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CRUCIBLE: Self-reflection in America

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QUEZON CITY (MindaNews / 10 June) – How much self-reflection is happening in America today?

This question comes as a serendipity. 

After wishing for months to have a direct conversation with crucial sectors of American establishment given Israel’s genocide in Gaza and mass protest among students in many US universities, I received an email from Peace and War Center (PWC) of Norwich University in Vermont, USA known for its strong tradition in academic and research on military science and techno-warfare.

The email is a request for a visit from a corps of cadets from PWC to the UP-Institute of Islamic Studies with specific request for an interview on Philippine Muslim history, belief, and culture. There are 10 participating cadets with their adviser, Dr. Travis Morris, who is the director of the Peace and War Center. 

Their visit to UP, particularly their interest in Philippine Muslim history, follows a rich tradition of relations between the US and the Philippines, including the Muslim South. For instance, the first and third UP Presidents were actually American educators.

Instead of simply holding an interview at the Dean’s Office, the Institute organized a half-day seminar on May 6, 2024 highlighting major presentations from three of our IIS faculty members who deal with Philippine Muslim history, belief, and culture. Despite the constraints of time, the three topics were presented quite substantially.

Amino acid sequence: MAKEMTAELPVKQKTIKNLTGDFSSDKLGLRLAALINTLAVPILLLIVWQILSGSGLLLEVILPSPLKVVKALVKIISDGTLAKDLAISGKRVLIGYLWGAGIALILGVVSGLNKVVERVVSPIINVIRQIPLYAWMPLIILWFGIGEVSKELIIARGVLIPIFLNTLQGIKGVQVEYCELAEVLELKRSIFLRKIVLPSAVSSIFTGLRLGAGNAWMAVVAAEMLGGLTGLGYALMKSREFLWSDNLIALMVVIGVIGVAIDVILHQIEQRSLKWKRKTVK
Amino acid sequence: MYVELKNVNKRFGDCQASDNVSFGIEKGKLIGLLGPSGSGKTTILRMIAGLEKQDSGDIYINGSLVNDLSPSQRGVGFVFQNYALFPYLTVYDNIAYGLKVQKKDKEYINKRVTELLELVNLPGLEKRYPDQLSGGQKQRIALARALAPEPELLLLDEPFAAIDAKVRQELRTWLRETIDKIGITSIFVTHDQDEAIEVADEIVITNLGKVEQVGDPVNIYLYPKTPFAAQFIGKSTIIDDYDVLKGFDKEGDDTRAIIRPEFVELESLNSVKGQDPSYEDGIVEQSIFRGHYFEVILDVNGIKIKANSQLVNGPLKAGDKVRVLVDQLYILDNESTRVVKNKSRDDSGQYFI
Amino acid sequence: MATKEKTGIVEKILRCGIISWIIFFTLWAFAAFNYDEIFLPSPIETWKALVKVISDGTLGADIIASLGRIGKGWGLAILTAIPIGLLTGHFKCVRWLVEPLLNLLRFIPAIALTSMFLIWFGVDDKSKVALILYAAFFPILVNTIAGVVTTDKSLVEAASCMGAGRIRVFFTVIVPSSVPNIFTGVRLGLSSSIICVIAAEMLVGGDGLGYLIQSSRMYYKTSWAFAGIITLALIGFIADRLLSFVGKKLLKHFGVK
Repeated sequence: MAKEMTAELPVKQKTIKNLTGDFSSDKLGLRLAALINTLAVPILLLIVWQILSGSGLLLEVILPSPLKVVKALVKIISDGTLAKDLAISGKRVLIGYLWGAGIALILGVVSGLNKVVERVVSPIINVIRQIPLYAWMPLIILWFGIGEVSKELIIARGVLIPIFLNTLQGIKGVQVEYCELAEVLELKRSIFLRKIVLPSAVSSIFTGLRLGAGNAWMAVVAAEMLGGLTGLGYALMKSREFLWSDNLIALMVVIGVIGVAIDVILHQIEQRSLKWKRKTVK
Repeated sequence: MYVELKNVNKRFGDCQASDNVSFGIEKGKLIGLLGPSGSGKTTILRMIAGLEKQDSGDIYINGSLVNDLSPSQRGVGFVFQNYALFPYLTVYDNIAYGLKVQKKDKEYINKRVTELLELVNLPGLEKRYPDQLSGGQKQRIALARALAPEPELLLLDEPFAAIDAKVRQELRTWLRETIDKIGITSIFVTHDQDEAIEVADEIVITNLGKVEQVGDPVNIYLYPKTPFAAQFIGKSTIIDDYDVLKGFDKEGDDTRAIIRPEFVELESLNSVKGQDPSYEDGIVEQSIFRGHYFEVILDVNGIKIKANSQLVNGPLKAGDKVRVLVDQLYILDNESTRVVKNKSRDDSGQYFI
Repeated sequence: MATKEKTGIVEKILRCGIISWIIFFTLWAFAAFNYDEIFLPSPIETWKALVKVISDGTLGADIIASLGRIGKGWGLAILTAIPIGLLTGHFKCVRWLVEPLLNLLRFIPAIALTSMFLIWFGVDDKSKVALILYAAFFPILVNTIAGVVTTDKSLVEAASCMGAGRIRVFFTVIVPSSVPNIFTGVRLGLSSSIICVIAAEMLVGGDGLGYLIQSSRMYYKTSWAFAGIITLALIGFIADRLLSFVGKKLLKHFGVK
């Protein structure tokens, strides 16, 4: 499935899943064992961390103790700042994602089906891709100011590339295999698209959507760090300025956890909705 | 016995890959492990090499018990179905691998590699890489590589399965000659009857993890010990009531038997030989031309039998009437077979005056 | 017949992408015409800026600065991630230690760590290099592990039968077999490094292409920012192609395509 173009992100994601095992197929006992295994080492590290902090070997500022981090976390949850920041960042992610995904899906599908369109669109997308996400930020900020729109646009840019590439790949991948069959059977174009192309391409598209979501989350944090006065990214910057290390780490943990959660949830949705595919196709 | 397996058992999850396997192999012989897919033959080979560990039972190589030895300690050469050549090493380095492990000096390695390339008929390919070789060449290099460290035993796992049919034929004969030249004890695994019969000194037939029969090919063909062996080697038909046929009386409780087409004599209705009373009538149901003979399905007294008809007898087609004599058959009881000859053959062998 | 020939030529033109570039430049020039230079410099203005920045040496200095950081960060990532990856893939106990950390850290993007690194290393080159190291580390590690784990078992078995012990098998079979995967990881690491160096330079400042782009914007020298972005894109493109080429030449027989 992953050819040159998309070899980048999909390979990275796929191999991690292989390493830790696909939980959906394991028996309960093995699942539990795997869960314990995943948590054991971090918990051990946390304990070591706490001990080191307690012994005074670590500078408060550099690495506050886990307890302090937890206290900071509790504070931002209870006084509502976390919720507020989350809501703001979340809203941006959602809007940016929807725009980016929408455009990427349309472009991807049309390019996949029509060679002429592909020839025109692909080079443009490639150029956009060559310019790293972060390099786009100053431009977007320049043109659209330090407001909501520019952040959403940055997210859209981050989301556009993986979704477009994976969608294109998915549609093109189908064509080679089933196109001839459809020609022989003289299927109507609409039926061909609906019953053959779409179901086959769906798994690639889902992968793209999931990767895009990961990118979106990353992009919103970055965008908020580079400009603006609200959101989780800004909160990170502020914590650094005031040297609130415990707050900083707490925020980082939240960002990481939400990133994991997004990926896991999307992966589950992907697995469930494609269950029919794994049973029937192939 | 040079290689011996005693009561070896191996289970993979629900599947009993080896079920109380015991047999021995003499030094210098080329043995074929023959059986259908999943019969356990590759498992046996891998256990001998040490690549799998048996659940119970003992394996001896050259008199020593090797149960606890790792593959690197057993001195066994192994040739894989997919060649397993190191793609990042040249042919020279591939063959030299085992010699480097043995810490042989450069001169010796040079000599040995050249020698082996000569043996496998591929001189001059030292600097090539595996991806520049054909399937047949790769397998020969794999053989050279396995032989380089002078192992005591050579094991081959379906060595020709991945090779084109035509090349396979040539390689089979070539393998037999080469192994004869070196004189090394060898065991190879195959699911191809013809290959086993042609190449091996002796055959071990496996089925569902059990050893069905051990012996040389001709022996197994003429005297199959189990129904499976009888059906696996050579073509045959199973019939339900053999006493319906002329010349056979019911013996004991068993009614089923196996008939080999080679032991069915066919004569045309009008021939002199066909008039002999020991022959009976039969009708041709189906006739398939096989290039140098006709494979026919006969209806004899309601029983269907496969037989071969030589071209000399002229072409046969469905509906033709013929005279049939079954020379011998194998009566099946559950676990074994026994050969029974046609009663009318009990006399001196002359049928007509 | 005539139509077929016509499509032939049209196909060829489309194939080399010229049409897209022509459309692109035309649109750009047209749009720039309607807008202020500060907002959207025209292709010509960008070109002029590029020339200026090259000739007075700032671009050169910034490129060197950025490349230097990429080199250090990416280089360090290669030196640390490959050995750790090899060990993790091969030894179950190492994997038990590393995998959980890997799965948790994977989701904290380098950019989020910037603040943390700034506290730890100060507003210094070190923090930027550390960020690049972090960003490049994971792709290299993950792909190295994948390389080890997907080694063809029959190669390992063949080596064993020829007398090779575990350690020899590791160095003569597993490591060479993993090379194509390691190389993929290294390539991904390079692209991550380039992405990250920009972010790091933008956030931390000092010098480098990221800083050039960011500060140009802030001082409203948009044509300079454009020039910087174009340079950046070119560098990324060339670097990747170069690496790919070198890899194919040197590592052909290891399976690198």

The first and middle parts of the Q & A deal generally on issues related to Philippine Muslim history. As questions on geopolitics started to surface in the third part of Q & A, I raised the notion of self-reflections.  

That concept is my deduction from Dr. Morris’s opening statements. He said that Norwich University instills excellence and honor and expertise in both military and scientific endeavors among its students, particularly in the field of cyber technology with strong “American character.” 

“What is an American character?” I  asked myself. 

Dr. Morris did not specifically define the term. Rather, he emphasized “exponential learning” in the study of consciousness through phenomenology by studying objectively the parts as essential components of the whole which is akin to viewing a cube from different angles. 

Such an approach endeavors to understand holistically all aspects of phenomenon — a reason why they are on a field study in Manila as they have done the “complexities of push and pull in Israel, in the West Bank and other parts of the world.”  

After mentioning more countries that the Peace and War Center had engaged previously, Dr. Morris noted, too, the importance in knowing people’s narratives including the First Nations in the US. 

PWC’s approach in giving premium to indigenous people’s narratives in America seems to suggest why they are also interested in the narrative of Muslims in the Philippines. 

While Dr. Morris did not define what he meant by “American character,”  except his allusion to ways used by PWC in understanding the world like that of a cube, I tried to infer another question at least mentally: as a cube has different sides capable of being viewed from different angles, reality is that, a cube has also its core and essential parts. 

[MindaViews is opinion section of MindaNews. The second part of this article will follow soon. Julkipli Wadi is Professor of Islamic Studies at the University of the Philippines].

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